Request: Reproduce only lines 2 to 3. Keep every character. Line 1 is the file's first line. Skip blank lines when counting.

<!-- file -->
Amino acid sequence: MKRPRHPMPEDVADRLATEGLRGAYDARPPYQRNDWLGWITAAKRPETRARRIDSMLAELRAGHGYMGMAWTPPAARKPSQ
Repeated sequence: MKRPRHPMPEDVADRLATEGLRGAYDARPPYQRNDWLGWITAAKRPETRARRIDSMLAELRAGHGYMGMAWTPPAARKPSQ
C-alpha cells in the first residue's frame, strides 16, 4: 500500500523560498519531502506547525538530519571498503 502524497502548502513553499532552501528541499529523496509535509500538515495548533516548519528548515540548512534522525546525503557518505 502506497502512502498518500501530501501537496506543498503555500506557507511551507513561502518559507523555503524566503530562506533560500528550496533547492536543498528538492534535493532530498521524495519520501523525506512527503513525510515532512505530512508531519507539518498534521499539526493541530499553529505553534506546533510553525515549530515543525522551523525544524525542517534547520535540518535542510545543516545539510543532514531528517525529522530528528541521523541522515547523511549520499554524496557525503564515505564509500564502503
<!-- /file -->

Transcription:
Repeated sequence: MKRPRHPMPEDVADRLATEGLRGAYDARPPYQRNDWLGWITAAKRPETRARRIDSMLAELRAGHGYMGMAWTPPAARKPSQ
C-alpha cells in the first residue's frame, strides 16, 4: 500500500523560498519531502506547525538530519571498503 502524497502548502513553499532552501528541499529523496509535509500538515495548533516548519528548515540548512534522525546525503557518505 502506497502512502498518500501530501501537496506543498503555500506557507511551507513561502518559507523555503524566503530562506533560500528550496533547492536543498528538492534535493532530498521524495519520501523525506512527503513525510515532512505530512508531519507539518498534521499539526493541530499553529505553534506546533510553525515549530515543525522551523525544524525542517534547520535540518535542510545543516545539510543532514531528517525529522530528528541521523541522515547523511549520499554524496557525503564515505564509500564502503